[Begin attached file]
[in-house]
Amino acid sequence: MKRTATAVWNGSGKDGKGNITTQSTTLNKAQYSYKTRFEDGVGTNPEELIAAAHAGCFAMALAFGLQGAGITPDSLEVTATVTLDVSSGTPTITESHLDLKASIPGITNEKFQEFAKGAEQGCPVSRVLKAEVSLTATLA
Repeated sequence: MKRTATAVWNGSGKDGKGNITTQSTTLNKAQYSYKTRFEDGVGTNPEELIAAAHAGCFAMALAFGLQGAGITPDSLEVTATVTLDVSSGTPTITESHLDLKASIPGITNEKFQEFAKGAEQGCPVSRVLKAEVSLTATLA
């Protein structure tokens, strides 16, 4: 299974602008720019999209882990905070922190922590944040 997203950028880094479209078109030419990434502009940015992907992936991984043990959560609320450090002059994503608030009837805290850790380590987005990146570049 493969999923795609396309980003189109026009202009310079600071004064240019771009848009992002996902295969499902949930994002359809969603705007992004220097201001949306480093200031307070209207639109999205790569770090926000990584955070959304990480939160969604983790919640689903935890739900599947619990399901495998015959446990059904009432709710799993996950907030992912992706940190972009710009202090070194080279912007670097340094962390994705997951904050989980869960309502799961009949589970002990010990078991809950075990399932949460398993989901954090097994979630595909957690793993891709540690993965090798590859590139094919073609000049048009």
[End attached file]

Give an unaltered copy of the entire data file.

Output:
[in-house]
Amino acid sequence: MKRTATAVWNGSGKDGKGNITTQSTTLNKAQYSYKTRFEDGVGTNPEELIAAAHAGCFAMALAFGLQGAGITPDSLEVTATVTLDVSSGTPTITESHLDLKASIPGITNEKFQEFAKGAEQGCPVSRVLKAEVSLTATLA
Repeated sequence: MKRTATAVWNGSGKDGKGNITTQSTTLNKAQYSYKTRFEDGVGTNPEELIAAAHAGCFAMALAFGLQGAGITPDSLEVTATVTLDVSSGTPTITESHLDLKASIPGITNEKFQEFAKGAEQGCPVSRVLKAEVSLTATLA
């Protein structure tokens, strides 16, 4: 299974602008720019999209882990905070922190922590944040 997203950028880094479209078109030419990434502009940015992907992936991984043990959560609320450090002059994503608030009837805290850790380590987005990146570049 493969999923795609396309980003189109026009202009310079600071004064240019771009848009992002996902295969499902949930994002359809969603705007992004220097201001949306480093200031307070209207639109999205790569770090926000990584955070959304990480939160969604983790919640689903935890739900599947619990399901495998015959446990059904009432709710799993996950907030992912992706940190972009710009202090070194080279912007670097340094962390994705997951904050989980869960309502799961009949589970002990010990078991809950075990399932949460398993989901954090097994979630595909957690793993891709540690993965090798590859590139094919073609000049048009």